4YE Thanksgiving: Why We Celebrate Pop Culture and Fan Community

Credits: 4YE / MCM Comic Con

Full disclosure: I do not celebrate Thanksgiving but that shouldn’t hold me back from giving thanks. Every November, despite missing out on turkey and a 5-pound weight gain, I try to re-evaluate the things I’ve experienced over the past 12 months.

There’s a lot to be thankful for, from health to loving friends and family, but here at 4YE we like to focus on all thing pop culture. So let’s give thanks to the few events every year that bring us all together – Pop Culture Conventions!

The biggest event in every geek’s year has to be San Diego Comic Con. And every year I find myself spending a month’s pay check on flights and half a day on a plane to make it to sunny Southern California for the spectacle (and some amazing Mexican food at Lolita’s).

The first time I attended SDCC was in 2014, and since it was a bit of a spontaneous decision I was flying solo that year. But one of my favorite things about conventions is that you make friends incredibly easily and rarely feel lonely. You’re already surrounded by people who share a love for nerd culture, so why not strike up a conversation or make plans to attend some panels together?

I was immediately surrounded by everything I had come to love about comics and pop culture in the exhibit hall, from exploring the massive Marvel and DC booths to securing a photo op with the one or the other actor and strolling through artist alley and marveling at other people’s talent.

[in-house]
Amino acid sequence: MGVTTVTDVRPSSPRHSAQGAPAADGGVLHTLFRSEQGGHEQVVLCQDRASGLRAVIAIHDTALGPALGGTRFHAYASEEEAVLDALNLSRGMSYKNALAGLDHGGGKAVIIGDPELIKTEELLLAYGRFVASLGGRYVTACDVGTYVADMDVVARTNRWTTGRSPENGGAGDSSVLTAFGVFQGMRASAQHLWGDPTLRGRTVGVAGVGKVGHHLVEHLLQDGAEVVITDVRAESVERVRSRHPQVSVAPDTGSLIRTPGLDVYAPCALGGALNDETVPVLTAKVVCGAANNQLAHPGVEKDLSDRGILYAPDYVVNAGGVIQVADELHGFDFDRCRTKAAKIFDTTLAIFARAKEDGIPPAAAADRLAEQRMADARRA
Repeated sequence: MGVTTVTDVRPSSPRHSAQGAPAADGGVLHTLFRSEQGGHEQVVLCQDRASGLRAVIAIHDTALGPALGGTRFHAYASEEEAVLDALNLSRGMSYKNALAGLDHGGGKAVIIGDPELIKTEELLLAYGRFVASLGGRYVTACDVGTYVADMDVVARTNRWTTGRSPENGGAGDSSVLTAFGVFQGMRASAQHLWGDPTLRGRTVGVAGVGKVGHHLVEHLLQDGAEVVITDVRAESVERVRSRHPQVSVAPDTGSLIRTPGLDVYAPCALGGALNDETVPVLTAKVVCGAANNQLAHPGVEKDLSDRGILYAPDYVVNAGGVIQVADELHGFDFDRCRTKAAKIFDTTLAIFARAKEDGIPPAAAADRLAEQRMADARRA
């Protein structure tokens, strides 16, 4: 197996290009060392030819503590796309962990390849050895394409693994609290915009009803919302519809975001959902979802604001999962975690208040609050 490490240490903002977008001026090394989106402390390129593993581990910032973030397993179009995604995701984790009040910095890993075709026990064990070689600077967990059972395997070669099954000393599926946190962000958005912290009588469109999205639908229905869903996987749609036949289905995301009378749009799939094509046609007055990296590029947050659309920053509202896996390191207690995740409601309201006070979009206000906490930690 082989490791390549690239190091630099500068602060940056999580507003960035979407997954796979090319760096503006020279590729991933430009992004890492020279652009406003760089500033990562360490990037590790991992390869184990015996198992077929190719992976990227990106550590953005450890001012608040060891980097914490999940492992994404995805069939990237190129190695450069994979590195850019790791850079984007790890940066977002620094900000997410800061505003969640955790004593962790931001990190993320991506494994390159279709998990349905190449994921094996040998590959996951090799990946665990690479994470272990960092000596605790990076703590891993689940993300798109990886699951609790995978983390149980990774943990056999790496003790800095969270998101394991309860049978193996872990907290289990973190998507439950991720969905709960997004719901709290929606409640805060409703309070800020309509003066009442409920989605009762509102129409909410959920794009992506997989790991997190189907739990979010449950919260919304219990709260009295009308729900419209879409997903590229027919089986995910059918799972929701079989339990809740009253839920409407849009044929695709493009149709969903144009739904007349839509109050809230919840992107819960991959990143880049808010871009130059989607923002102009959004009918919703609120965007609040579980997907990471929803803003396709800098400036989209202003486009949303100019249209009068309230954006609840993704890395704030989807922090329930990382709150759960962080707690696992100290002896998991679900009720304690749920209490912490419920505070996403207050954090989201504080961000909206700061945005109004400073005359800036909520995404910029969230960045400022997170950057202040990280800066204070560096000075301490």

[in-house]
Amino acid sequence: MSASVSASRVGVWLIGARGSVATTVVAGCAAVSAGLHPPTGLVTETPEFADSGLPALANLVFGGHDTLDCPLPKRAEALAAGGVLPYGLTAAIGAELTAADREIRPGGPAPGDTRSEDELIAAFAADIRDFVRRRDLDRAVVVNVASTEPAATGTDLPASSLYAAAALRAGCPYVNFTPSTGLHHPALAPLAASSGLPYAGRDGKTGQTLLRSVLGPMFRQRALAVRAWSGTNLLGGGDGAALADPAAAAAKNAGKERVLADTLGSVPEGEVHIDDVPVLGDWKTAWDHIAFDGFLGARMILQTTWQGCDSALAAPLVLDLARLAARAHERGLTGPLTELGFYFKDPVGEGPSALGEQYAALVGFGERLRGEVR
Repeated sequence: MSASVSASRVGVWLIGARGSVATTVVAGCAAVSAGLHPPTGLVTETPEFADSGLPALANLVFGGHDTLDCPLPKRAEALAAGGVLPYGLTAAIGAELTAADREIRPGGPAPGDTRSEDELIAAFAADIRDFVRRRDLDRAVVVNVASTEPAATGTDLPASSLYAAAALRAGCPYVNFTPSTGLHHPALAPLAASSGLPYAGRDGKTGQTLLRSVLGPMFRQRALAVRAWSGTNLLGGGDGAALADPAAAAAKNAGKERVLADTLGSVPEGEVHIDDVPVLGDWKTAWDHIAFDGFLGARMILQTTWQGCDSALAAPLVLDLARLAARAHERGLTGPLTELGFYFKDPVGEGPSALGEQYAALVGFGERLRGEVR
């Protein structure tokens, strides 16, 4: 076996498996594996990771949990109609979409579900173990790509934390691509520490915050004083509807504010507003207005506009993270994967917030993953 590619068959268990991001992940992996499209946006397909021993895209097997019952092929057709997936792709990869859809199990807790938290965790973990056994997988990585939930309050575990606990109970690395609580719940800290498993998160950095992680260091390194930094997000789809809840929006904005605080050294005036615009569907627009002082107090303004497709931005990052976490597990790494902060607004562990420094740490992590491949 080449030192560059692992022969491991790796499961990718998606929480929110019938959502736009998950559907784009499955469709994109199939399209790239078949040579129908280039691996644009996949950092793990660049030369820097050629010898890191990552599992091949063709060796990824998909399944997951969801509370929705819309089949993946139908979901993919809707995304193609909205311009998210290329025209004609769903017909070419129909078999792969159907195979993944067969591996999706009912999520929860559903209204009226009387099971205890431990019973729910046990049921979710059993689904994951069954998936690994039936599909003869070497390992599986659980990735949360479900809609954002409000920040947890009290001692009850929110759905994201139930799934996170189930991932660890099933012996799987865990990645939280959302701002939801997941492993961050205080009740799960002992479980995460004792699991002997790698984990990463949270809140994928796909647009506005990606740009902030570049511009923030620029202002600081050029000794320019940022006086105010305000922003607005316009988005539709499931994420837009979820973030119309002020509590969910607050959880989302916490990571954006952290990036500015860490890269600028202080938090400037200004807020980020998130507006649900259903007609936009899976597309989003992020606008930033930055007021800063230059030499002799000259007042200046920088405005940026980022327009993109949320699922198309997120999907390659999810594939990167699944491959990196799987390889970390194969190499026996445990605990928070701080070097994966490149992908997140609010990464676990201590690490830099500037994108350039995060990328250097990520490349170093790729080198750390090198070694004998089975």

Of course we also have to mention cosplay when discussing SDCC. The amount of time and money and talent people invest in creating costumes for themselves is truly astonishing. At SDCC you will find everything from Spiderman onesies over tough armour and dangerous looking (fake) weapons up to intricate aliens, orks, and other creatures. It’s fascinating to watch, and impossible to imitate. And it’s not only humans that dress up!

But what truly fascinated me and became the reason for returning the next year was the panels. Never before had I been able to listen to the creators of my favorite TV shows and films, and never before had I been able to get the latest spoilers and scoop first-hand – it’s truly a thrilling experience.

That very first year I also met our fearless 4YE leader Emmy. Fast forward to 2018 and my favourite aspect of SDCC is no longer the exciting panels, the fun off-site activities, or the too-hard-to-get-into parties. It’s the people I get to spend those precious few days with every year. This year, now old SDCC veterans, the 4YE crew did the smart thing and we arrived a day early to be able to enjoy a proper day of vacation, food, and laziness.

While San Diego may hold the biggest and most anticipated of all comic conventions, it is definitely not the only one in this world worth attending. By now the convention craze has spread to all other parts of the world (even little old England), and some smaller events have popped up that cater towards one specific area or one single fandom.